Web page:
War at sea in the age of sail if they had had ships to fit out and man. This remarkable performance, the culmination of a sustained six-month blockade of Brest, was based on the effective defeat of scurvy by the regular supply of fresh victuals, and the rotation of ships to Plymouth and Torbay for rest, repair and recuperation.
Having secured their war aims, the British captured the French West Indian islands to ‘beat the French into a peace’, as Pitt put it . In the absence of any significant opposition at sea, these attacks could be launched quickly, in the ‘healthy’ season, relying on overwhelming force to secure an easy victory.
Guadeloupe fell in 1759, Dominica in 1761 and Martinique in 1762. The French West Indian economy was further disrupted by the seizure of the slave stations at Senegal and Goree. In June 1761 a combined operation took the island of BellelIe as a bargaining counter for the peace negotiations. In India the politico-military success of Robert Clive in securing control of the immense revenues of Bengal was based on seapower. Calcutta and the French enclave at Chandernagore were taken by the fleet in January 1757. French attempts to reverse these successes were blocked by a succession of indecisive, destructive battles in which Commodore George Pocock forced the French Admiral d’Ache to leave the coast in search of supplies, while the British, with a local base at Madras and a dockyard at Bombay, were able to remain on station.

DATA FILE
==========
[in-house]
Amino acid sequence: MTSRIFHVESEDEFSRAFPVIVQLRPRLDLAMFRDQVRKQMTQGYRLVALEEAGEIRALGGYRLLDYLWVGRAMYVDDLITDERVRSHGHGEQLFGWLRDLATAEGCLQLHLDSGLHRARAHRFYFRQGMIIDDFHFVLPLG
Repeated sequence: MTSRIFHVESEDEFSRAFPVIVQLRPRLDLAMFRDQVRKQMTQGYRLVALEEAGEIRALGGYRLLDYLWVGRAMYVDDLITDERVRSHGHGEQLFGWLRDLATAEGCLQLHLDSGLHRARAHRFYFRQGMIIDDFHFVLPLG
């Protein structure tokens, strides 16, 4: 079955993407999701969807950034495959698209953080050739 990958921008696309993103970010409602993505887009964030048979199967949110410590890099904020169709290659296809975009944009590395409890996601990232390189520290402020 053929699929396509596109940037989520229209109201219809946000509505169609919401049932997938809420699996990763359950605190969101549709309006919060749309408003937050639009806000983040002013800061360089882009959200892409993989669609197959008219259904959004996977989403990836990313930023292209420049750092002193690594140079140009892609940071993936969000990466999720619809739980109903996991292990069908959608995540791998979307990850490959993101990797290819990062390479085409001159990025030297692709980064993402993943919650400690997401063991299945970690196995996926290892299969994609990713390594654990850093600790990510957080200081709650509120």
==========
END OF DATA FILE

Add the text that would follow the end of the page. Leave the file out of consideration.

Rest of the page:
Command of the sea again gave the British a decisive advantage. The death of King Ferdinand in 1759 brought his half-brother Charles III to the throne of Spain. Charles loathed the British, having been humiliated by them in 1742 while king of Naples. Although the opportunity for a combined Bourbon effort had passed, the signature of a new Bourbon ‘Family Compact’ in August 1761 was a clear threat, and Pitt argued for another pre-emptive strike. Anson provided a grand plan to take the port of Havana, the greatest fortress in the New World. In October the Cabinet, arguing that such an act would increase international hatred of Britain’s dominion of the oceans and believing that the culminating point of victory had been reached, rejected Pitt’s advice. Pitt resigned. However, Spain declared war in early 1762, but, despite building 80,000 tons of new battleships since 1748, her fleet did not dare face the Royal Navy at sea. After Lagos and Quiberon there could be no doubt that the British had the right doctrine, the right officers and men, and the right ships. Anson’s plan to capture Havana was adopted after all, although he did not live to see it carried into effect.